Boyle's Law | Combined Gas Law | |

Charles' Law | Ideal Gas Law | |

Gay-Lussac's Law | Dalton's Law | |

Avogadro's Law | Graham's Law | |

Diver's Law | Return to KMT & Gas Laws Menu |

As far as the ChemTeam knows, this law does not have a name because it was never really "discovered."

Gives the relationship between amount and temperature when pressure and volume are held constant. Remember, amount is measured in moles. Also, since volume is one of the constants, that means the container holding the gas is rigid-walled and inflexible.

If the amount of gas in a container is increased, the temperature must decrease.

If the amount of gas in a container is decreased, the temperature must increase.

Why?

Suppose the amount is increased. This means there are more gas molecules and this will increase the number of impacts on the container walls. This means the gas pressure inside the container will increase, since the volume is constant. However, this cannot be allowed since pressure also remains constant. Lowering the temperature will cause the molecules to move slower, thus lessening the impacts on the container walls and reducing the pressure to the original value.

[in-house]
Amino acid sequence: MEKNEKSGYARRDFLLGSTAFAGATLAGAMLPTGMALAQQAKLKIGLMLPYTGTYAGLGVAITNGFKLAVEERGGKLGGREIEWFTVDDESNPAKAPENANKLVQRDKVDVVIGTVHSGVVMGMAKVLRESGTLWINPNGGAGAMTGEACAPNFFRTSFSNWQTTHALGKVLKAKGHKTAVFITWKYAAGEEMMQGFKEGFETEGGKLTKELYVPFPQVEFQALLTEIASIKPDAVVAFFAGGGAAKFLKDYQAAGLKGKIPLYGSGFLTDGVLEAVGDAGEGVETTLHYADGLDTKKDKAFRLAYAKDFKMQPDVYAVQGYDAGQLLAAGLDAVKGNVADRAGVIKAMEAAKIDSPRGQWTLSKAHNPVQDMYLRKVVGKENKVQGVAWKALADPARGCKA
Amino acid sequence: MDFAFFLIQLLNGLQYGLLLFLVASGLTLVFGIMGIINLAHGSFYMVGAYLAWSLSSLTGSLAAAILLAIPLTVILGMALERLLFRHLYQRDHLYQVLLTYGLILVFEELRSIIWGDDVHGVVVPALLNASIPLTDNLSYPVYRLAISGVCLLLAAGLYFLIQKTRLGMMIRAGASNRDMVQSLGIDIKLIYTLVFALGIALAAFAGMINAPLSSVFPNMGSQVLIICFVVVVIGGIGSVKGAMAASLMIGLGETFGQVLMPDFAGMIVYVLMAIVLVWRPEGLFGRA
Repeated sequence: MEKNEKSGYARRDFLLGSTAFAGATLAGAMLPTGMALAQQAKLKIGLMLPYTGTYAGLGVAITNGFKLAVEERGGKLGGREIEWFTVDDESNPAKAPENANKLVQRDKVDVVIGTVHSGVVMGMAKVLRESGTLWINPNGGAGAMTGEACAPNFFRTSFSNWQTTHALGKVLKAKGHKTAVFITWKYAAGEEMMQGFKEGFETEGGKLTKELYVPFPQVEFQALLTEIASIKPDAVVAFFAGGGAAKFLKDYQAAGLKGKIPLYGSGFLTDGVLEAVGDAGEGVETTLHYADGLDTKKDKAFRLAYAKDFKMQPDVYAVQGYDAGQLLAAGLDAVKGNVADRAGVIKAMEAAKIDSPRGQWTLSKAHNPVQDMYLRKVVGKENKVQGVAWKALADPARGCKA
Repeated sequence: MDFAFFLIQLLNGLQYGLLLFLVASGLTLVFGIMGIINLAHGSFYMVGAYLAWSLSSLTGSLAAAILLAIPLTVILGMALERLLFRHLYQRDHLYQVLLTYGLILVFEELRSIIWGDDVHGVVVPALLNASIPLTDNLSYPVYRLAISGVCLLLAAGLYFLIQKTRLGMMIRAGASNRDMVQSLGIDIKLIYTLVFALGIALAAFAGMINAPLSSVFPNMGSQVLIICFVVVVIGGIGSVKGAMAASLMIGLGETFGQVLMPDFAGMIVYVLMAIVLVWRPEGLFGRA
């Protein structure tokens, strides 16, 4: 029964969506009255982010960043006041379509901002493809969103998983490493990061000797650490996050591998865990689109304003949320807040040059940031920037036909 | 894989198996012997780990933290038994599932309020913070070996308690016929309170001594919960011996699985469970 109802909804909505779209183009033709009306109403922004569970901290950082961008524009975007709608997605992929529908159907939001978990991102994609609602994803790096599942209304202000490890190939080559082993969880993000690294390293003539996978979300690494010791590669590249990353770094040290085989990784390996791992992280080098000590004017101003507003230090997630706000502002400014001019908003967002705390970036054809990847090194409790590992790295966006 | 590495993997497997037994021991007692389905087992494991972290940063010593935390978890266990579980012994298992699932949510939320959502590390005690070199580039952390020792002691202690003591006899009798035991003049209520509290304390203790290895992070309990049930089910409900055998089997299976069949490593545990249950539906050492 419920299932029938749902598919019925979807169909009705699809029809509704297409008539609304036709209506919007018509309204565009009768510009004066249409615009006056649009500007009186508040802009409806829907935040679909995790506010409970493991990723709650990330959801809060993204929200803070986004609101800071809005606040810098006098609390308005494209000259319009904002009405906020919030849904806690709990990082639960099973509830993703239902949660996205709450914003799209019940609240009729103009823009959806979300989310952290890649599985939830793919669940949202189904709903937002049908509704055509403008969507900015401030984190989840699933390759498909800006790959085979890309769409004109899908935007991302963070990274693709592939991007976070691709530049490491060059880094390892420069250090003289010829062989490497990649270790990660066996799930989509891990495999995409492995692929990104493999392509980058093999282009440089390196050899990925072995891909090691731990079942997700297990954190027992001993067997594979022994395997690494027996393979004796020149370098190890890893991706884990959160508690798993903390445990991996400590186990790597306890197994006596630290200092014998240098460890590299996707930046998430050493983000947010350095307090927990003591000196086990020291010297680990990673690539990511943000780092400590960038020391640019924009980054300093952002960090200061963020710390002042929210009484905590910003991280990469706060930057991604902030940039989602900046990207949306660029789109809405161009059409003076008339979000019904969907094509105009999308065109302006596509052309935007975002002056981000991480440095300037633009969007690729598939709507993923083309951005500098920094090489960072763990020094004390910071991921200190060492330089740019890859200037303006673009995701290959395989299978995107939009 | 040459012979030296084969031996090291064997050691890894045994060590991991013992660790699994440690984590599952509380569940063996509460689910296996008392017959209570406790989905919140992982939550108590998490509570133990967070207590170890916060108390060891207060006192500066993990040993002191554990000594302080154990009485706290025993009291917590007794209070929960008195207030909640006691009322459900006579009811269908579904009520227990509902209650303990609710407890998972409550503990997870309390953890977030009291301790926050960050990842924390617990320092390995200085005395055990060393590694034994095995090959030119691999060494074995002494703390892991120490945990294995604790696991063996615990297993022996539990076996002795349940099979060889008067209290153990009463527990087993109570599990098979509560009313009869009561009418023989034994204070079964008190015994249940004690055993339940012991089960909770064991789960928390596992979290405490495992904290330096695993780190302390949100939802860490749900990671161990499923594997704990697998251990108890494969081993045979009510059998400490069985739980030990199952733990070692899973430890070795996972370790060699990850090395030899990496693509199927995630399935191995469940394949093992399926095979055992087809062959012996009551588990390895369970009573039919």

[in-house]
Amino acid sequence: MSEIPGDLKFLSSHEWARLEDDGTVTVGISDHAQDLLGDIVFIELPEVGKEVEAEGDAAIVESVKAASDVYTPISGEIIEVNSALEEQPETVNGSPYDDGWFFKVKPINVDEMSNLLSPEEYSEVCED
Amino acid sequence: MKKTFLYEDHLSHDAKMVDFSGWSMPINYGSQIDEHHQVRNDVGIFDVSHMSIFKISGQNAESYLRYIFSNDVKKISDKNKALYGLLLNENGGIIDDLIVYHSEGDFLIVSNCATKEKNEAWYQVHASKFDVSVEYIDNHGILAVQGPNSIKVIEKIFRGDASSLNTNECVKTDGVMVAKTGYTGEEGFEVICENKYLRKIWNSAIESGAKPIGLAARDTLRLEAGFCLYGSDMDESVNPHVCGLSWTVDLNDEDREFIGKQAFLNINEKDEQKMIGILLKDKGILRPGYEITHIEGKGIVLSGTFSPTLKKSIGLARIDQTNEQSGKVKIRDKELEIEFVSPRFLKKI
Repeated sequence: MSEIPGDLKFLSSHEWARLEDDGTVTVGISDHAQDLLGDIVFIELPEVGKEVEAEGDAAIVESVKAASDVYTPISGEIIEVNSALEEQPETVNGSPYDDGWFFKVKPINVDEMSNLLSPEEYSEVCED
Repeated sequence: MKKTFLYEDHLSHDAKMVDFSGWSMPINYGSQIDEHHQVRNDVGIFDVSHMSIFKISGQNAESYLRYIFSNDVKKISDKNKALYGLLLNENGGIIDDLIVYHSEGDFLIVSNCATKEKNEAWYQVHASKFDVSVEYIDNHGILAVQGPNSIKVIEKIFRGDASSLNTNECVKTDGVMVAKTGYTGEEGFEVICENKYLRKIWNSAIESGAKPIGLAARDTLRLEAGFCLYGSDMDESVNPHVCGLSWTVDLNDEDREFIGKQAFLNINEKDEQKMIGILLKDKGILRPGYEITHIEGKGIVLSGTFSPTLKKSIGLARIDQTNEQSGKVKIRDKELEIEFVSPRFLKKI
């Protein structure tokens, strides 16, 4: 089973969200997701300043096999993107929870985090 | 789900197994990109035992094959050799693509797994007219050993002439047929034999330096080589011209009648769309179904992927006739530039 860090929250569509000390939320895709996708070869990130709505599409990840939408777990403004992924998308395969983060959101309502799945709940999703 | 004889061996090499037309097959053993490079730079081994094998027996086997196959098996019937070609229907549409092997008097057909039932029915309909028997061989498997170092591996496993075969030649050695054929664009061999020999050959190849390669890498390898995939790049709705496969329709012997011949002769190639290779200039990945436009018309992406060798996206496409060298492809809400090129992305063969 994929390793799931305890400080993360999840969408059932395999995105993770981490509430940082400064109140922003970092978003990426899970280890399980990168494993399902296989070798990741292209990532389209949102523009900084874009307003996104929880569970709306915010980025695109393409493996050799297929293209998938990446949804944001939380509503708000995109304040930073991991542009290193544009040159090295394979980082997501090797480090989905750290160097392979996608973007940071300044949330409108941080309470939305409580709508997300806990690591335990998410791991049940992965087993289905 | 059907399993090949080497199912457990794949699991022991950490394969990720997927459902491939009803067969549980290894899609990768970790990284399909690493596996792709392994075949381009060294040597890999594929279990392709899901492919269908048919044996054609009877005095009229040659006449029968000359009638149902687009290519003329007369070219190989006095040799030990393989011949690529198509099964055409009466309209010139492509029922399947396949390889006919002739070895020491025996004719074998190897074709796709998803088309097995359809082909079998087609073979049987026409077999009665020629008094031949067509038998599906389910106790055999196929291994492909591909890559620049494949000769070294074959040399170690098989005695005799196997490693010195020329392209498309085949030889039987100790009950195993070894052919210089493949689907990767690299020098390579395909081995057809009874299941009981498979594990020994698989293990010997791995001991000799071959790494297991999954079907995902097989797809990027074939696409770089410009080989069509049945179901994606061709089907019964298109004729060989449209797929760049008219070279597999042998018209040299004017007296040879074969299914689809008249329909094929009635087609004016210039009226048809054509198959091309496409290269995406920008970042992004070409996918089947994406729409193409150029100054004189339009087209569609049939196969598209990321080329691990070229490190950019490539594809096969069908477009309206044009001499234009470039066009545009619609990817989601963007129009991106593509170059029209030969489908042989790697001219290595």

The mathematical form of the "no-name" Law is:

nT = k

Let n_{1} and T_{1} be a amount-temperature pair of data at the start of an experiment. If the amount is changed to a new value called n_{2}, then the temperature will change to T_{2}.

We know this:

n_{1}T_{1}= k

And we know this:

n_{2}T_{2}= k

Since k = k, we can conclude the following:

n_{1}T_{1}= n_{2}T_{2}.

This equation of n_{1}T_{1} = n_{2}T_{2} will be very helpful in solving "no-name" Law problems. If you ever see one!

The "no-name" Law is an inverse mathematical relationship. This means that, as one variable (either n or T) changes in value, the other changes in the opposite direction. The constant k remains the same value.

In March 2017, I finally saw a "no-name" gas law problem. A teacher in New Jersey was kind enough to send me one he has used. Here it is:

**Example #1:** A hot air balloon is filled with 118,000 moles of air at 20.0 °C. If the air in this balloon is heated to 98.0 °C, how many moles of air will now be in the hot air balloon? (The volume and pressure of the air in the balloon stays constant.)

**Solution:**

1) Write the "no-name" law:

n_{1}T_{1}= n_{2}T_{2}

2) Insert values:

(1.18 x 10^{5}mol) (293 K) = (n_{2}) (371 K)

3) Solve:

n_{2}= 93191.4 moles of airRounded to three sig figs, the answer is 93200 mole (or 9.32 x 10

^{4}mol)

My thanks to L.

Boyle's Law | Combined Gas Law | |

Charles' Law | Ideal Gas Law | |

Gay-Lussac's Law | Dalton's Law | |

Avogadro's Law | Graham's Law | |

Diver's Law | Return to KMT & Gas Laws Menu |